The process of etching uses acid instead of a burin to engrave a metal printing plate. A layer of acid-resistant varnish is applied to the plate, which is made of zinc or copper. The etcher uses a needle to expose the metal. When the plate is submerged in acid, the exposed lines are eaten into the plate. Light lines can be achieved by removing the plate part-way through etching and re-coating them with varnish. Dark lines occur when the acid eats most deeply. The plate is then cleaned, coated with ink, and used to produce maps.

Copper Engraving.

An intaglio map-making method – in other words the design is engraved into the plate using a graver or burin. When the plate is inked and cleaned, but some ink remains in the engraved lines; when the plate is pressed onto paper under high pressure, it is this ink which is absorbed by the paper to produce the map impression.

Mezzotint.

Method of copper or steel engraving which enables maps to benefit from tones. Mezzotint was invented by a Dutch military officer, Ludwig von Siegen in the middle of the seventeenth (17th) century, and popularised in Britain in the eighteenth (18th) century. It involves engraving the whole surface of the plate with a curved, sawtoothed tool. Every shade from black to white is achievable, but there is no line drawing, so mezzotint technology was ideal for producing reproduction maps of famous artworks, rather than maps. Mezzotint was superseded by photoengraving.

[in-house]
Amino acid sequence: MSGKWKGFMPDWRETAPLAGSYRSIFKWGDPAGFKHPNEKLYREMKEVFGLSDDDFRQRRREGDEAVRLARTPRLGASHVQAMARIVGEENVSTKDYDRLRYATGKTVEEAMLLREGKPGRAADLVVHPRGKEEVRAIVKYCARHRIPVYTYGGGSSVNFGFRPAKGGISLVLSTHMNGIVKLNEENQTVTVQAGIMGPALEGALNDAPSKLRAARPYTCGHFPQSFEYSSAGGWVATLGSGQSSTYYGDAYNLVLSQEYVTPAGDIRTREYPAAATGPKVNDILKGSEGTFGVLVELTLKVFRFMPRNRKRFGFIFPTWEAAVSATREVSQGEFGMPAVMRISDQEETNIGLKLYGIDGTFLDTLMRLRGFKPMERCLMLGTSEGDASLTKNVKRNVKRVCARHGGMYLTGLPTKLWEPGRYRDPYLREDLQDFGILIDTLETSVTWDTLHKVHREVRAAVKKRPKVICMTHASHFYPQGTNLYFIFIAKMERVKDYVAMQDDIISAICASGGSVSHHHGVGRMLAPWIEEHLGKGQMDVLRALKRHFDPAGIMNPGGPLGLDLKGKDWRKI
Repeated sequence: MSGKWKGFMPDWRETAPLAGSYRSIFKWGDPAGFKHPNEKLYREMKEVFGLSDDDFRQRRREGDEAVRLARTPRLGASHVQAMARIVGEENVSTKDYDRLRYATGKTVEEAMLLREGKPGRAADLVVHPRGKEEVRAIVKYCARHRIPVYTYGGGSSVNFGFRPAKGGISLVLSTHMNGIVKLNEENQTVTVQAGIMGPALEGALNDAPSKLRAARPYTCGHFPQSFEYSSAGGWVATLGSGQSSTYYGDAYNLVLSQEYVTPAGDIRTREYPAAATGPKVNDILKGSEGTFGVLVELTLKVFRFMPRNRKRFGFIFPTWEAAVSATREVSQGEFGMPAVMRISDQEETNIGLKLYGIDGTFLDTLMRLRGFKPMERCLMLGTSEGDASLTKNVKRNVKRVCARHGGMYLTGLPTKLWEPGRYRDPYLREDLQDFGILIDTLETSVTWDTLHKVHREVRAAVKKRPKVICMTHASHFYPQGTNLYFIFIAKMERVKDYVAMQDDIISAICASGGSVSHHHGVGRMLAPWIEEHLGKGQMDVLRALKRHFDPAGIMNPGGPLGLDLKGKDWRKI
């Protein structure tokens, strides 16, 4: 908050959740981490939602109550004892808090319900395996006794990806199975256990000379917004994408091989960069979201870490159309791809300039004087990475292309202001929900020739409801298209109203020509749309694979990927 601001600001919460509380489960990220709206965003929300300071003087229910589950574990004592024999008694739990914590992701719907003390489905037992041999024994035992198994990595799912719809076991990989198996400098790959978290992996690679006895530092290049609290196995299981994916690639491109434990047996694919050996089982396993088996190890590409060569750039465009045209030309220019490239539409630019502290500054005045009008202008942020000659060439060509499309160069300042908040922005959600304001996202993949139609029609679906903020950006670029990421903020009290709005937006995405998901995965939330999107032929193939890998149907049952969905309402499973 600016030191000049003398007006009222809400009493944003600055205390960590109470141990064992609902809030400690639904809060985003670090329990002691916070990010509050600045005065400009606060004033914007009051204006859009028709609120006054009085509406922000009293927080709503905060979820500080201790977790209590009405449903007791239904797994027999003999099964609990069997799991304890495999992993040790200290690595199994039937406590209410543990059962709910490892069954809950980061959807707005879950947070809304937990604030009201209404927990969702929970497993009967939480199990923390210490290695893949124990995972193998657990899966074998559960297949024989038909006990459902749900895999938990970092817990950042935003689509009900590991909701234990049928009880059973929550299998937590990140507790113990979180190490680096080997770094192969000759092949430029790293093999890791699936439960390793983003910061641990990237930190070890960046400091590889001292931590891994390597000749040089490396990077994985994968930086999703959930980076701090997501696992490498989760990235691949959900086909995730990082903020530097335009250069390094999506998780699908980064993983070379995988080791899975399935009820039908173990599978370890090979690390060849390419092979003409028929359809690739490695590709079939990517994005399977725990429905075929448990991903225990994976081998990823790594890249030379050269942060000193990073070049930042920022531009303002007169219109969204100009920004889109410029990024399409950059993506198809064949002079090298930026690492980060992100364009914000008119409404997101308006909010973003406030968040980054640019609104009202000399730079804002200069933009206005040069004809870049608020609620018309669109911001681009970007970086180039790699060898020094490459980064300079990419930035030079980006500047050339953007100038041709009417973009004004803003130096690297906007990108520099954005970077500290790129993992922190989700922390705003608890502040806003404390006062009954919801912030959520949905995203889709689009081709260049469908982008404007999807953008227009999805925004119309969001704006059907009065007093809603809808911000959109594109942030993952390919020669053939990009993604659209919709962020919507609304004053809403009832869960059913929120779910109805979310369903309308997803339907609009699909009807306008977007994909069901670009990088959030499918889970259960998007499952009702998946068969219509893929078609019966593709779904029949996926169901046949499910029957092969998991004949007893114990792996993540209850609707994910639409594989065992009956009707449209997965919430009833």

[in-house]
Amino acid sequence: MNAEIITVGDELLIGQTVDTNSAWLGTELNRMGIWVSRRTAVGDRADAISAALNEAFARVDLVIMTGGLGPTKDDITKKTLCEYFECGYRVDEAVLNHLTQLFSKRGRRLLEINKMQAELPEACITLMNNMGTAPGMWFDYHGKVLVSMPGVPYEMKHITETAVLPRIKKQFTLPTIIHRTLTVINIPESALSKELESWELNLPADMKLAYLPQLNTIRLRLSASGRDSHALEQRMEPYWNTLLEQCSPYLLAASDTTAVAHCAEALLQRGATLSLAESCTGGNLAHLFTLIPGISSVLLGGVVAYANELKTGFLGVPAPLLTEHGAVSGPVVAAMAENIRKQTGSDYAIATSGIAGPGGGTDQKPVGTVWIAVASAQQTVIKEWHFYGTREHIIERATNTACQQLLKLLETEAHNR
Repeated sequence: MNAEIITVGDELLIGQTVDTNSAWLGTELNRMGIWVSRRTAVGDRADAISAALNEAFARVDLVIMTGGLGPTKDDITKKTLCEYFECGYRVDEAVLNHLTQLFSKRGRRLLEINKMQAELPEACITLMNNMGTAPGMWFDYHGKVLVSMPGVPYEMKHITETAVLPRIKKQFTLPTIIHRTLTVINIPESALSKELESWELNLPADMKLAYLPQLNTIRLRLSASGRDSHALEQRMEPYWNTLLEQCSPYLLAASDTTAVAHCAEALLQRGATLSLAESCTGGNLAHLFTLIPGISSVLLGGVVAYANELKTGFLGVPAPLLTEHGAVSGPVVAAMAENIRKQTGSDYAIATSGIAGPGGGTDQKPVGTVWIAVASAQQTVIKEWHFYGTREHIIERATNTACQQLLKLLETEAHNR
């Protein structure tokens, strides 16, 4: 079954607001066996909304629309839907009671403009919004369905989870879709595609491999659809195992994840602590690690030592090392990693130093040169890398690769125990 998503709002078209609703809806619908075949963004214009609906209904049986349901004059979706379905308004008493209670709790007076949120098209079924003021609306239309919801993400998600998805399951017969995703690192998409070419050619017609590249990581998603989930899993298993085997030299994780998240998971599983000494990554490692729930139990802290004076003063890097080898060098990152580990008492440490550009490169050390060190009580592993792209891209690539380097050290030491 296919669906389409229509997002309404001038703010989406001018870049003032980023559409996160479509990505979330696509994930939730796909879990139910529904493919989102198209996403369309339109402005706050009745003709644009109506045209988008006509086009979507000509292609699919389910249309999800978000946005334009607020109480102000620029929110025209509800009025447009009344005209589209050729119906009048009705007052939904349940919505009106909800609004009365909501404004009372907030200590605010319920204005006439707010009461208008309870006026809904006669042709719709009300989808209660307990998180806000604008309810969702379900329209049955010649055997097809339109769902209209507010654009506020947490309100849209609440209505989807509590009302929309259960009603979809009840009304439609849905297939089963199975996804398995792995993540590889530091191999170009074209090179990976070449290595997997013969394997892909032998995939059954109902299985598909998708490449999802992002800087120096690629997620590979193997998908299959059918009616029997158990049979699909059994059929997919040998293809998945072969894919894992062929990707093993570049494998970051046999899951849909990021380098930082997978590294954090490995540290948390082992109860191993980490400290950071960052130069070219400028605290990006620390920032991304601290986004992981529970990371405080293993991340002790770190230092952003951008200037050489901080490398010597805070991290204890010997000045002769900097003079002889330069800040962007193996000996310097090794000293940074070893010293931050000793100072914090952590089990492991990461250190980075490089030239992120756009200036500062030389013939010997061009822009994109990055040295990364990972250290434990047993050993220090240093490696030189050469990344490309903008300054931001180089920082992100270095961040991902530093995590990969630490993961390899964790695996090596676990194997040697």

Steel Engraving.

Hampshire  Moule Map, steel engraving, hand coloured with decorative border and illustration of Southampton, and  the Coat of Arms of The Duke of Wellington and others dated circa 1850. £85.00 / $138

Hampshire Moule Map, steel engraving, hand coloured with decorative border and illustration of Southampton, and the Coat of Arms of The Duke of Wellington and others dated circa 1850.
Price £85.00 / $103.00

In the nineteenth (19th) century, the price of copper was driven sky-high by new electrical applications for the metal, but the price of steel was dropping. So from 1820 printers switched from copper engraving to steel engraving. Steel had the added advantage of being much harder than copper, so the plates lasted much longer and more maps could be produced before they wore out. However, by the second half of the 19th century, steel engraving was threatened by the much cheaper process of photoengraving to produce maps.

Photoengraving.

The map is photographically recorded on a sensitised metal plate, which is then etched. Halftone effects are achieved by photographing through a wire screen to create a dotted patern. Larger dots hold more ink, and so are darker, areas with small dots are lighter. The finer the screen, the better quality the photo-engraving: 65 lines per inch is coarse, 150 lines per inch is fine.

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© Kitty Liebreich 2000-2014
Prices are quoted unframed (except where noted)
and exclude p&p,
all items subject to availability.
Items guaranteed over 100 yrs old unless marked.